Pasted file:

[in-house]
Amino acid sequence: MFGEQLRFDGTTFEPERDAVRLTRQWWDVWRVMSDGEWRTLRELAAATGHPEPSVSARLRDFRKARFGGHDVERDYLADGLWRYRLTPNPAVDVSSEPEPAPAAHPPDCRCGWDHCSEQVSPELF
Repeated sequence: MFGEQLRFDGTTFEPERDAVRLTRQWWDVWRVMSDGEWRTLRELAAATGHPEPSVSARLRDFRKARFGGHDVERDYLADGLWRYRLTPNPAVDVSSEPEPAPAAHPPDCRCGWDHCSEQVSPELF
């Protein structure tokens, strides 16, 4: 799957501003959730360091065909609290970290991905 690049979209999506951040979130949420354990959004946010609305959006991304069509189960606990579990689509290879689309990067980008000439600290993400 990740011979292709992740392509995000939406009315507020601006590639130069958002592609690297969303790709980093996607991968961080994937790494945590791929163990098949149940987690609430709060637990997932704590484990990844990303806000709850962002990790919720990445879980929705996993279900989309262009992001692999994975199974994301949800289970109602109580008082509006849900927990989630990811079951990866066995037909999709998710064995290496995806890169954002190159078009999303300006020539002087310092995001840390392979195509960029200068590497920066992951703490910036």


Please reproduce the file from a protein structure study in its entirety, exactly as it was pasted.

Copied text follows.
[in-house]
Amino acid sequence: MFGEQLRFDGTTFEPERDAVRLTRQWWDVWRVMSDGEWRTLRELAAATGHPEPSVSARLRDFRKARFGGHDVERDYLADGLWRYRLTPNPAVDVSSEPEPAPAAHPPDCRCGWDHCSEQVSPELF
Repeated sequence: MFGEQLRFDGTTFEPERDAVRLTRQWWDVWRVMSDGEWRTLRELAAATGHPEPSVSARLRDFRKARFGGHDVERDYLADGLWRYRLTPNPAVDVSSEPEPAPAAHPPDCRCGWDHCSEQVSPELF
């Protein structure tokens, strides 16, 4: 799957501003959730360091065909609290970290991905 690049979209999506951040979130949420354990959004946010609305959006991304069509189960606990579990689509290879689309990067980008000439600290993400 990740011979292709992740392509995000939406009315507020601006590639130069958002592609690297969303790709980093996607991968961080994937790494945590791929163990098949149940987690609430709060637990997932704590484990990844990303806000709850962002990790919720990445879980929705996993279900989309262009992001692999994975199974994301949800289970109602109580008082509006849900927990989630990811079951990866066995037909999709998710064995290496995806890169954002190159078009999303300006020539002087310092995001840390392979195509960029200068590497920066992951703490910036």